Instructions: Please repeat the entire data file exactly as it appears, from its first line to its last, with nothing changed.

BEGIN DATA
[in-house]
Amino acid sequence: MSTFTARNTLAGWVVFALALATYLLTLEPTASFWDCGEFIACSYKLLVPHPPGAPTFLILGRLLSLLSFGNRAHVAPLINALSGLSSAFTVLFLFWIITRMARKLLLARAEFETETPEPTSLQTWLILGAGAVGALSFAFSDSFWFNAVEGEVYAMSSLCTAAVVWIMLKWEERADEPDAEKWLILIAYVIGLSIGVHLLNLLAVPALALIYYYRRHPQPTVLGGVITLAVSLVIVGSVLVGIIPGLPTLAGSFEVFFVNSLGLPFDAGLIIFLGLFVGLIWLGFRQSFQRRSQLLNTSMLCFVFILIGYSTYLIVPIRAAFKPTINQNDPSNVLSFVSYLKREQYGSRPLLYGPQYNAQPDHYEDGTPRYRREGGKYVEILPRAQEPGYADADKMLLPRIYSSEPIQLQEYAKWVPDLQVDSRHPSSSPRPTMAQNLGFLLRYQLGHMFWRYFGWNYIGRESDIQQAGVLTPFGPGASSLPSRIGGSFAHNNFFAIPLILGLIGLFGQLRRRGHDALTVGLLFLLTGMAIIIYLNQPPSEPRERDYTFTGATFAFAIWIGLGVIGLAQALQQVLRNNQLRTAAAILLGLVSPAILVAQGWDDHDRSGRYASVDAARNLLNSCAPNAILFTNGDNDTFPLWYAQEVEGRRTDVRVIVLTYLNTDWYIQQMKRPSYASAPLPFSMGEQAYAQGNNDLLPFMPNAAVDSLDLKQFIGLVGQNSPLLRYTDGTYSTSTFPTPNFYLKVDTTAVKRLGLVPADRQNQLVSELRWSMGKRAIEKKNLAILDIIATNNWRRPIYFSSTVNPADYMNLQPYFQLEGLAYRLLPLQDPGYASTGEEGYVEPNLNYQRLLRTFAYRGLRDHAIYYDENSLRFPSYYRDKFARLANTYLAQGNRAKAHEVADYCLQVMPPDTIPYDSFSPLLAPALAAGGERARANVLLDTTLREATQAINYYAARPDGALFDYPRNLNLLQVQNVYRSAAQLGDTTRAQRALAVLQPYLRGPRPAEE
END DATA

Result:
[in-house]
Amino acid sequence: MSTFTARNTLAGWVVFALALATYLLTLEPTASFWDCGEFIACSYKLLVPHPPGAPTFLILGRLLSLLSFGNRAHVAPLINALSGLSSAFTVLFLFWIITRMARKLLLARAEFETETPEPTSLQTWLILGAGAVGALSFAFSDSFWFNAVEGEVYAMSSLCTAAVVWIMLKWEERADEPDAEKWLILIAYVIGLSIGVHLLNLLAVPALALIYYYRRHPQPTVLGGVITLAVSLVIVGSVLVGIIPGLPTLAGSFEVFFVNSLGLPFDAGLIIFLGLFVGLIWLGFRQSFQRRSQLLNTSMLCFVFILIGYSTYLIVPIRAAFKPTINQNDPSNVLSFVSYLKREQYGSRPLLYGPQYNAQPDHYEDGTPRYRREGGKYVEILPRAQEPGYADADKMLLPRIYSSEPIQLQEYAKWVPDLQVDSRHPSSSPRPTMAQNLGFLLRYQLGHMFWRYFGWNYIGRESDIQQAGVLTPFGPGASSLPSRIGGSFAHNNFFAIPLILGLIGLFGQLRRRGHDALTVGLLFLLTGMAIIIYLNQPPSEPRERDYTFTGATFAFAIWIGLGVIGLAQALQQVLRNNQLRTAAAILLGLVSPAILVAQGWDDHDRSGRYASVDAARNLLNSCAPNAILFTNGDNDTFPLWYAQEVEGRRTDVRVIVLTYLNTDWYIQQMKRPSYASAPLPFSMGEQAYAQGNNDLLPFMPNAAVDSLDLKQFIGLVGQNSPLLRYTDGTYSTSTFPTPNFYLKVDTTAVKRLGLVPADRQNQLVSELRWSMGKRAIEKKNLAILDIIATNNWRRPIYFSSTVNPADYMNLQPYFQLEGLAYRLLPLQDPGYASTGEEGYVEPNLNYQRLLRTFAYRGLRDHAIYYDENSLRFPSYYRDKFARLANTYLAQGNRAKAHEVADYCLQVMPPDTIPYDSFSPLLAPALAAGGERARANVLLDTTLREATQAINYYAARPDGALFDYPRNLNLLQVQNVYRSAAQLGDTTRAQRALAVLQPYLRGPRPAEE